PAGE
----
The C.A.M. Report
Complementary and Alternative Medicine: Fair, Balanced, and to the Point
  • About this web log

    This blog ran from 2006 to 2016 and was intended as an objective and dispassionate source of information on the latest CAM research. Since my background is in pharmacy and allopathic medicine, I view all CAM as advancing through the development pipeline to eventually become integrated into mainstream medical practice. Some will succeed while others fail. But all are treated fairly here.

  • About the author

    John Russo, Jr., PharmD, is president of The MedCom Resource, Inc. Previously, he was senior vice president of medical communications at, a complementary and alternative medicine website.

  • Common sense considerations

    The material on this weblog is for informational purposes. It is not medical advice or counsel. Be smart, consult your health professional before using CAM.

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    Using surgical masks to prevent the flu

    N95 MaskResearchers from McMaster University, in Hamilton, Ontario, compared surgical masks to the N95 respirator.

    The N95 respirator is a respiratory protective device designed to achieve a very close facial fit and very efficient filtration of airborne particles. In addition to blocking splashes, sprays and large droplets, the respirator is designed to prevent the wearer from breathing in very small particles that might be in the air.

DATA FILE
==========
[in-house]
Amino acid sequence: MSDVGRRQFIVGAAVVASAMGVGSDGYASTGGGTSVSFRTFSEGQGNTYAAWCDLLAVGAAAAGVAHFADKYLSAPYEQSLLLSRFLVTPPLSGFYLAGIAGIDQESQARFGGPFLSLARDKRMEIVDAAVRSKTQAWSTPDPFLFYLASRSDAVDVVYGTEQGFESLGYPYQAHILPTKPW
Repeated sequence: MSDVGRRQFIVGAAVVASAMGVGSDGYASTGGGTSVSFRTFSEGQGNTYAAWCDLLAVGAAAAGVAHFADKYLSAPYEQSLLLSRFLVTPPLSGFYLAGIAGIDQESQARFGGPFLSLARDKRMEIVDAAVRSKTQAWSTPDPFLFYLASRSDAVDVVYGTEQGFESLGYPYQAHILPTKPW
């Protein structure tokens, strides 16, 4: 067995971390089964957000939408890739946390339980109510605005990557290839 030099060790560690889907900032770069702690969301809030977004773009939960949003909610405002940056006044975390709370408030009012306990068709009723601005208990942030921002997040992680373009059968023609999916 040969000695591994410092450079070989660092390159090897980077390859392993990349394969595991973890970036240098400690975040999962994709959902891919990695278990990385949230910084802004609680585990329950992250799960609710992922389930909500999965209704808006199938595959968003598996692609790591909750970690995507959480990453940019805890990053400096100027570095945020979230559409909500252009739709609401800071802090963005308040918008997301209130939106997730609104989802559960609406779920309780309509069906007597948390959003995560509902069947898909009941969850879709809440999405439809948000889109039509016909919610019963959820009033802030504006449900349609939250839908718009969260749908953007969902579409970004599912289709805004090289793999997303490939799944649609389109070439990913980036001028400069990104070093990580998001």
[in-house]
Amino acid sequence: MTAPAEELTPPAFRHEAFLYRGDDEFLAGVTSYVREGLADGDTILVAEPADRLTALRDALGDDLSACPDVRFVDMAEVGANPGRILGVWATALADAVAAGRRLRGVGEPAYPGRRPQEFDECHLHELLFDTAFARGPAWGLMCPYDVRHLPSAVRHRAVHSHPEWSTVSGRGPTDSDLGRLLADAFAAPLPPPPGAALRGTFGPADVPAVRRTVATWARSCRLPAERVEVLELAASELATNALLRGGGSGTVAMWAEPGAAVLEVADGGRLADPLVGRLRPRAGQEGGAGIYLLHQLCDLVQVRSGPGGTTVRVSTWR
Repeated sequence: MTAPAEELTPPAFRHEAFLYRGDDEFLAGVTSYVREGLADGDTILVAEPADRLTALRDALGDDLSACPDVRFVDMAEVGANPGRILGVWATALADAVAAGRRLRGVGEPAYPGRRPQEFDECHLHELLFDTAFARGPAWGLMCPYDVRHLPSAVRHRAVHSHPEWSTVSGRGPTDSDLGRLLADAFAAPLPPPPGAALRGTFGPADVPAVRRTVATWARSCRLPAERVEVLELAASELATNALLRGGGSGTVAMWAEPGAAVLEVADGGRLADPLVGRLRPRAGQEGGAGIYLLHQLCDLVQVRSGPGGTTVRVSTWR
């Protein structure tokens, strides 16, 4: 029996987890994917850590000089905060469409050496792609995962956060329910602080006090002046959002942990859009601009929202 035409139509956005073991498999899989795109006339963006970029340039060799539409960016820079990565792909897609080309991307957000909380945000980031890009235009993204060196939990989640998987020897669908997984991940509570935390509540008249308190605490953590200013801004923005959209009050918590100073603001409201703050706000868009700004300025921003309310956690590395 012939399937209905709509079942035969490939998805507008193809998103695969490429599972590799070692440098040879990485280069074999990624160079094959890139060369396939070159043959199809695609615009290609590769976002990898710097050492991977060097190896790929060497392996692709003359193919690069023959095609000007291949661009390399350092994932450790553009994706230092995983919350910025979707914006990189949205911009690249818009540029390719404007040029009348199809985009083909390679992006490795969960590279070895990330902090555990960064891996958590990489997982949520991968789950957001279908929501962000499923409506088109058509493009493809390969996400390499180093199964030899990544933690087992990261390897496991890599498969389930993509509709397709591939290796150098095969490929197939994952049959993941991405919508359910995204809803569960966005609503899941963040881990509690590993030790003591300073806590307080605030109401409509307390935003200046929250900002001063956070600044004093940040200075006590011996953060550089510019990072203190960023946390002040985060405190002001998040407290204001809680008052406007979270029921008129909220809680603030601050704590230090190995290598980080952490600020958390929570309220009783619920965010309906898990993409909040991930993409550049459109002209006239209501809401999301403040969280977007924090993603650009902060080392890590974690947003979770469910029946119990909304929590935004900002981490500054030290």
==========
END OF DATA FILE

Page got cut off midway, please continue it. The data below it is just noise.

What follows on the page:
First, the details.

    • 446 nurses in emergency departments, medical units, and pediatric units in 8 Ontario hospitals participated.
    • They were a assignment to either a fit-tested N95 respirator or a low tech surgical mask when providing care to patients with febrile respiratory illness during the 2008-2009 influenza season.
    • The researchers looked for differences in laboratory-confirmed influenza.

    And, the results.

    • Influenza infection occurred in 24% of nurses who wore the surgical mask vs 23% of nurses who wore the N95 respirator.
      • The difference was not statistically significant

    The bottom line?
    One concern about the low tech surgical mask is its inability to obtain an appropriate seal compared with the N95 respirator. Yet, “based on the results of this trial, this concern does not seem to be associated with an increased rate of infection of influenza or other respiratory viruses.“ concluded the authors.

    The low tech surgical mask was not inferior to the N95 respirator in preventing laboratory-confirmed influenza.

    10/1/09 9:24 JR

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